Easier log file retrieval in EPiServer 7.5 for environments with limited access to servers

I wrote a small EPiServer admin tool the other day in order to make it easier to retrieve log files without having direct access to the webserver. It is a rather straight forward piece that lists the files of a certain directory, and writes their content to the response output stream when clicked on.

Simple EPiServer 7.5 log retrieval tool in admin mode.

Limitations include the tool not taking load balanced multi server environments into account, meaning that you’ll get the log(s) from whatever server you happen to be using for the moment; this is not an issue in the project that I wrote it for as there are not multiple servers yet. However, we will have to sort it further on. You may also want to limit the size of your log files as you might not want to handle hundreds of megabytes of data.

NOTE: Did a few changes since first post to take a security issue into account.

So, first we have the LogFileItem class. It is a simple DTO used to carry data about each individual log file to the view.


public class LogFileItem
  public string Server { get; set; }
  public string Name { get; set; }
  public double Size { get; set; }
  public DateTime Created { get; set; }
  public DateTime Changed { get; set; }

Next there is a LogFileService used to sort out the file handling and separate logic. The corresponding interface exposes the two methods LogFiles and ReadFile; the first one returns a list of DTOs and the latter reads a single file. You may want to use wrappers for the static methods should you want to mock them.


public interface ILogFileService
  IEnumerable<LogFileItem> LogFiles();
  string ReadFile(LogFileItem item);
  string PhysicalPathTo(LogFileItem item = null);

public class LogFileService : ILogFileService
  public IEnumerable<LogFileItem> LogFiles()
    var filenames = Directory.GetFiles(PhysicalPathTo());

    foreach (var filename in filenames)
      var fileInfo = new FileInfo(filename);
      yield return new LogFileItem
          Server = Environment.MachineName,
          Name = fileInfo.Name,
          Size = fileInfo.Length,
          Changed = fileInfo.LastWriteTime,
          Created = fileInfo.CreationTime

  public string ReadFile(LogFileItem item)
    var physicalPath = PhysicalPathTo(item);
    if (!File.Exists(physicalPath))
      throw new FileNotFoundException("Unable to locate file.");
    return File.ReadAllText(physicalPath);

  public string PhysicalPathTo(LogFileItem item = null)
    var file = item != null ? item.Name : string.Empty;
    var logDir = ConfigurationManager.AppSettings["LogDirectoryName"] ?? "Logs";
    return Path.Combine(HttpContext.Current.Server.MapPath("~"), logDir, file);

The controller class uses EPiServer’s ServiceLocator in order to retrieve an instance of the file service. This is then used in the two methods for rendering the file list, as well as writing file content to the output stream of the response.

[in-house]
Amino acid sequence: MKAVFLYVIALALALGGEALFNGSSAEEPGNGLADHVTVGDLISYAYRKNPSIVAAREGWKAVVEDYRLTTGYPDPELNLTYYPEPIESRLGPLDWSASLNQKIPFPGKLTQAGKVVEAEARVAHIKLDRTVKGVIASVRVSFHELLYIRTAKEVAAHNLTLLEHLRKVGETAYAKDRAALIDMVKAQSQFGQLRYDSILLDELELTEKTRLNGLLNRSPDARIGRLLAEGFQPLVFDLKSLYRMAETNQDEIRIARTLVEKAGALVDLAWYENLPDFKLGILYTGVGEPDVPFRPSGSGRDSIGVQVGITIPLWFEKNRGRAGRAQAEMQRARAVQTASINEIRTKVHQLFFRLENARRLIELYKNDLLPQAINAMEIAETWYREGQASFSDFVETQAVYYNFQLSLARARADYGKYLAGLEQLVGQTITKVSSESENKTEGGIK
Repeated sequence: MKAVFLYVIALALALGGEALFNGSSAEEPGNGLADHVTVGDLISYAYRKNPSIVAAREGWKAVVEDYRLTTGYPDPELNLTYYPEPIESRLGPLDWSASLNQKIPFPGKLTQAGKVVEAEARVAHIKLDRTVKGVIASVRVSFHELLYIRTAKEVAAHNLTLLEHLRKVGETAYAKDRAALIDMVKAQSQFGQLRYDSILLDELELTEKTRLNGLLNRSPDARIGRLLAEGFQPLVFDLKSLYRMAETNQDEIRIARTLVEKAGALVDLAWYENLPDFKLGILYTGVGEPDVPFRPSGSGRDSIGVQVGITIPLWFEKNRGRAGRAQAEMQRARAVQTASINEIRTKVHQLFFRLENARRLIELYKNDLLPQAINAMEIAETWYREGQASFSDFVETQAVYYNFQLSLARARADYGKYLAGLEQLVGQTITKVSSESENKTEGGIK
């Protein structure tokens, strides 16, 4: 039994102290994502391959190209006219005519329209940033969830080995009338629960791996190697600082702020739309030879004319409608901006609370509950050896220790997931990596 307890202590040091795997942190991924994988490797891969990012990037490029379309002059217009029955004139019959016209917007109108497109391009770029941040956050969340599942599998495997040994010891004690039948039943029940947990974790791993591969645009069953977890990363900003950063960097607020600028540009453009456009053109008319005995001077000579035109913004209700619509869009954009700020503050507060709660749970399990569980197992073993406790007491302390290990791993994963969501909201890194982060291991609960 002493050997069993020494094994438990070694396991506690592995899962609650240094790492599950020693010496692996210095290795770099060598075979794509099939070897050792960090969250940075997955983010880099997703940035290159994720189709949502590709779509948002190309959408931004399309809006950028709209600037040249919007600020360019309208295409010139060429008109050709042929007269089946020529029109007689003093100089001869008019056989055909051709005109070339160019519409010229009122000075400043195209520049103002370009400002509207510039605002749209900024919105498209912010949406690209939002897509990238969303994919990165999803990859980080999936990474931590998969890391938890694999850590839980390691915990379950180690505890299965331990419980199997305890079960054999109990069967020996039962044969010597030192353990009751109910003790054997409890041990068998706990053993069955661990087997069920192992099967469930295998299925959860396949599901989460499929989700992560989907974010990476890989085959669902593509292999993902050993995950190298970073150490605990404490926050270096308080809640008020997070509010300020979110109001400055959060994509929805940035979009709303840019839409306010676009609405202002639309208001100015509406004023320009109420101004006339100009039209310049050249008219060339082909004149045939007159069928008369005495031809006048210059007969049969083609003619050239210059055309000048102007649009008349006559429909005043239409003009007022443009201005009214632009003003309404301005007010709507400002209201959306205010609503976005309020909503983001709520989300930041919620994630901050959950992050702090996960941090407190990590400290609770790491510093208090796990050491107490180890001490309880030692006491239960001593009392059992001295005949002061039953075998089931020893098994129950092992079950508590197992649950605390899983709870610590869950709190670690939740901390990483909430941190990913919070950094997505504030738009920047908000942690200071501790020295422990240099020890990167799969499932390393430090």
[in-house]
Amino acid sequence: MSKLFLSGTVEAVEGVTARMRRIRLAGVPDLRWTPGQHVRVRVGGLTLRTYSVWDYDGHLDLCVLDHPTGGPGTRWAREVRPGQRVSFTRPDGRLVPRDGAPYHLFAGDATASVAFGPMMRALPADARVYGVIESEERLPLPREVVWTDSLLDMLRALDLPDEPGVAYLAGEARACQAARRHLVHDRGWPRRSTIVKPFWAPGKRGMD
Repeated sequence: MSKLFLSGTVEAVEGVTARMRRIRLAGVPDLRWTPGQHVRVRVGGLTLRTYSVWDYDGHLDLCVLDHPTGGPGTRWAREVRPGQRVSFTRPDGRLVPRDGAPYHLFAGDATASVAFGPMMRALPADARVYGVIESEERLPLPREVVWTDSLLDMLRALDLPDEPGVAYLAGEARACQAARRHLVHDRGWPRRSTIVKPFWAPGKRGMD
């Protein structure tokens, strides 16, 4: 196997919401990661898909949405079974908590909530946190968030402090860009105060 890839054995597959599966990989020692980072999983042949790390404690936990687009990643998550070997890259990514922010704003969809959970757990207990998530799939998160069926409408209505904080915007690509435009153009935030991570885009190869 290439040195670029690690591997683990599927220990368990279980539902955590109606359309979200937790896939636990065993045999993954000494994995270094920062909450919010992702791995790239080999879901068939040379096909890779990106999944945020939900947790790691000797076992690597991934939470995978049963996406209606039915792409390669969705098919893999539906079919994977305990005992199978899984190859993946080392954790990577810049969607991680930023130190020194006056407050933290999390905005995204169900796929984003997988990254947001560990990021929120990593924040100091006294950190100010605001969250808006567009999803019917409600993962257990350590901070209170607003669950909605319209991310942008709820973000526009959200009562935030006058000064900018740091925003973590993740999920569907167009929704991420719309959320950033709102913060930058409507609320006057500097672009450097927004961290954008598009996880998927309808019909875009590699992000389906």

Area = EPiServer.PlugIn.PlugInArea.AdminMenu,
  Category = "MyCategory",
  Url = "/modules/MyWeb/LogDisplayPlugin/Index",
  DisplayName = "Log Retrieval"
public class LogDisplayPluginController : Controller
  private readonly ILogFileService _logFileService;

  public LogDisplayPluginController()
    _logFileService = ServiceLocator.Current.GetInstance<ILogFileService>();

  public ActionResult Index()
    var files = _logFileService
                  .OrderByDescending(f => f.Changed);
                  return View(files);

  public ActionResult LogFileStream(LogFileItem item)
    if (IsBadItem(item))
      throw new Exception("Something went wrong with your request.");
    return new LogFileResult(item.Name, stream => WriteFrom(item, stream));

  private bool IsBadItem(LogFileItem item)
    return !item.Name.EndsWith(".log") ||
            item.Name.Contains("/") ||
            item.Name.Contains(@"\") ||
            item.Name.Contains(":") ||

  private void WriteFrom(LogFileItem item, Stream stream)
    var content = logFileService.ReadFile(item);
    var bytes = Encoding.UTF8.GetBytes(content);
    stream.Write(bytes, 0, bytes.Length);

The LogFileResponse returned inherits from the MVC FileResult and is rather straight forward.

public class LogFileResult : FileResult
  private readonly Action<Stream> content;

  public LogFileResult(string fileName, Action<Stream> content, string contentType = "text/plain")
    : base(contentType)
    if (content == null) throw new ArgumentNullException("content");

    this.content = content;
    this.FileDownloadName = fileName;

  protected override void WriteFile(HttpResponseBase response)

There is not much to say about the view either. The model consists of an IEnumerable of DTOs holding the file information, which is used in a foreach loop to output the proper markup.


@model IEnumerable<MyWeb.Core.Models.System.LogFileItem>
  Layout = "../Shared/Layouts/_Admin.cshtml";
<div class="epi-contentContainer epi-padding">
  <div class="epi-contentArea">
    <h1 class="EP-prefix">Log retrieval tool</h1>
    <p class=EP-systemInfo>
      Tool for easy access to log files on the server

    <table class="epi-default" cellspacing="0" style="border-style: None; border-collapse: collapse;">
      <th class="epitableheading" scope="col">Server</th>
      <th class="epitableheading" scope="col">File name</th>
      <th class="epitableheading" scope="col">Size</th>
      <th class="epitableheading" scope="col">Changed</th>
      <th class="epitableheading" scope="col">Created</th>
    @foreach (var item in Model)
        <td>@Html.ActionLink(item.Name, "LogFileStream", "LogDisplayPluginController", item, null)</td>
        <td>@item.Size byte(s)</td>
        <td>@item.Changed.ToString("yyyy-MM-dd HH:mm:ss")</td>
        <td>@item.Created.ToString("yyyy-MM-dd HH:mm:ss")</td>


  1. SC August 15, 2014
    • Mathias Kunto August 23, 2014

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